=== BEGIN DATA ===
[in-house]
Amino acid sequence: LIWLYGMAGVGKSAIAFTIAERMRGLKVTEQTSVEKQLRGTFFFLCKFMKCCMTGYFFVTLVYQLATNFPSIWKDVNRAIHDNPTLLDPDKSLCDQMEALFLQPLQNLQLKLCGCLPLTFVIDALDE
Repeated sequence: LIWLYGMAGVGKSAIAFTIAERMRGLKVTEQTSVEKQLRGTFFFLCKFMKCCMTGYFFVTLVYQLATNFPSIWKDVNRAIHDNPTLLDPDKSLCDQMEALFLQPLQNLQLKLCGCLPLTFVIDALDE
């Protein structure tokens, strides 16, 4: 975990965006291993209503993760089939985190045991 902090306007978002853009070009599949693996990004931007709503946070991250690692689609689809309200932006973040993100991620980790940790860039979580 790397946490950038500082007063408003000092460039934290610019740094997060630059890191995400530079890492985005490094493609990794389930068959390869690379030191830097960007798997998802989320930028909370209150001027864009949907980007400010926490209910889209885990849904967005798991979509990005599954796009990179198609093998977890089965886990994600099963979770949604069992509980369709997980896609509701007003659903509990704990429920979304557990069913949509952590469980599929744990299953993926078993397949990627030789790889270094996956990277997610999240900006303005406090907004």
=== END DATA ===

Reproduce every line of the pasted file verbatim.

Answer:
[in-house]
Amino acid sequence: LIWLYGMAGVGKSAIAFTIAERMRGLKVTEQTSVEKQLRGTFFFLCKFMKCCMTGYFFVTLVYQLATNFPSIWKDVNRAIHDNPTLLDPDKSLCDQMEALFLQPLQNLQLKLCGCLPLTFVIDALDE
Repeated sequence: LIWLYGMAGVGKSAIAFTIAERMRGLKVTEQTSVEKQLRGTFFFLCKFMKCCMTGYFFVTLVYQLATNFPSIWKDVNRAIHDNPTLLDPDKSLCDQMEALFLQPLQNLQLKLCGCLPLTFVIDALDE
């Protein structure tokens, strides 16, 4: 975990965006291993209503993760089939985190045991 902090306007978002853009070009599949693996990004931007709503946070991250690692689609689809309200932006973040993100991620980790940790860039979580 790397946490950038500082007063408003000092460039934290610019740094997060630059890191995400530079890492985005490094493609990794389930068959390869690379030191830097960007798997998802989320930028909370209150001027864009949907980007400010926490209910889209885990849904967005798991979509990005599954796009990179198609093998977890089965886990994600099963979770949604069992509980369709997980896609509701007003659903509990704990429920979304557990069913949509952590469980599929744990299953993926078993397949990627030789790889270094996956990277997610999240900006303005406090907004």